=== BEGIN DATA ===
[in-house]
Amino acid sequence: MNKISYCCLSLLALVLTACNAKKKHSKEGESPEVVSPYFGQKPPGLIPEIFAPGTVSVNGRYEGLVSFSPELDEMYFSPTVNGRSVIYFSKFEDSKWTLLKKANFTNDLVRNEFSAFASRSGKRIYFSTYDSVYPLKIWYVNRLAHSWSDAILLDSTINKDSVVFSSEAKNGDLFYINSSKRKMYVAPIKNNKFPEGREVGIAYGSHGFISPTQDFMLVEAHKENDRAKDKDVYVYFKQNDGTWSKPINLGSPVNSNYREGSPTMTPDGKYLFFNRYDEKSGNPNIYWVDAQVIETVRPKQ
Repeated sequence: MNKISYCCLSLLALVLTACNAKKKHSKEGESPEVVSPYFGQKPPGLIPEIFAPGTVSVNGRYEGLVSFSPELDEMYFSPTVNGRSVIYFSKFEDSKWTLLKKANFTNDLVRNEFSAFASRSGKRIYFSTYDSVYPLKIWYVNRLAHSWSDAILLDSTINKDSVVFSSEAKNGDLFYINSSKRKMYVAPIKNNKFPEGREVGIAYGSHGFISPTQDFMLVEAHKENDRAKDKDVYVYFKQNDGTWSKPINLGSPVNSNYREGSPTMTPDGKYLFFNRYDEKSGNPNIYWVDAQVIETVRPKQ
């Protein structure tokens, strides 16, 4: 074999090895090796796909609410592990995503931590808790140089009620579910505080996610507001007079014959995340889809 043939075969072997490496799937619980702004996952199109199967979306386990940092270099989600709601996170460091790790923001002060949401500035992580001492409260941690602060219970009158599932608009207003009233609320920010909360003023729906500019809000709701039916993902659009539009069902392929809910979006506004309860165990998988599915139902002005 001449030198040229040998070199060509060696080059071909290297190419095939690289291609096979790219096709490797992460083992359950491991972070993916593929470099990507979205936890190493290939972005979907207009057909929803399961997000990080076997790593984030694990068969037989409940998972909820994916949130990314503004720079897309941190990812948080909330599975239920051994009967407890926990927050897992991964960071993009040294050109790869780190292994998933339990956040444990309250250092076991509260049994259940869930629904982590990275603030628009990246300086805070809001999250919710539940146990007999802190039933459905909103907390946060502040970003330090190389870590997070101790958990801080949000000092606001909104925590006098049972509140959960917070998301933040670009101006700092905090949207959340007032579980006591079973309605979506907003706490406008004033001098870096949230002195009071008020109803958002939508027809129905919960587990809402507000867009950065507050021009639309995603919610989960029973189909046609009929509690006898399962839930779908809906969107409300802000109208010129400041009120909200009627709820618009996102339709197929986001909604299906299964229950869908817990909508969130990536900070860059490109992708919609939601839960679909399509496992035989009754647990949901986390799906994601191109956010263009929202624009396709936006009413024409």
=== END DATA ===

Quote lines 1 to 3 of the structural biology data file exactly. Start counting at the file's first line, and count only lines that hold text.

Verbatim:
[in-house]
Amino acid sequence: MNKISYCCLSLLALVLTACNAKKKHSKEGESPEVVSPYFGQKPPGLIPEIFAPGTVSVNGRYEGLVSFSPELDEMYFSPTVNGRSVIYFSKFEDSKWTLLKKANFTNDLVRNEFSAFASRSGKRIYFSTYDSVYPLKIWYVNRLAHSWSDAILLDSTINKDSVVFSSEAKNGDLFYINSSKRKMYVAPIKNNKFPEGREVGIAYGSHGFISPTQDFMLVEAHKENDRAKDKDVYVYFKQNDGTWSKPINLGSPVNSNYREGSPTMTPDGKYLFFNRYDEKSGNPNIYWVDAQVIETVRPKQ
Repeated sequence: MNKISYCCLSLLALVLTACNAKKKHSKEGESPEVVSPYFGQKPPGLIPEIFAPGTVSVNGRYEGLVSFSPELDEMYFSPTVNGRSVIYFSKFEDSKWTLLKKANFTNDLVRNEFSAFASRSGKRIYFSTYDSVYPLKIWYVNRLAHSWSDAILLDSTINKDSVVFSSEAKNGDLFYINSSKRKMYVAPIKNNKFPEGREVGIAYGSHGFISPTQDFMLVEAHKENDRAKDKDVYVYFKQNDGTWSKPINLGSPVNSNYREGSPTMTPDGKYLFFNRYDEKSGNPNIYWVDAQVIETVRPKQ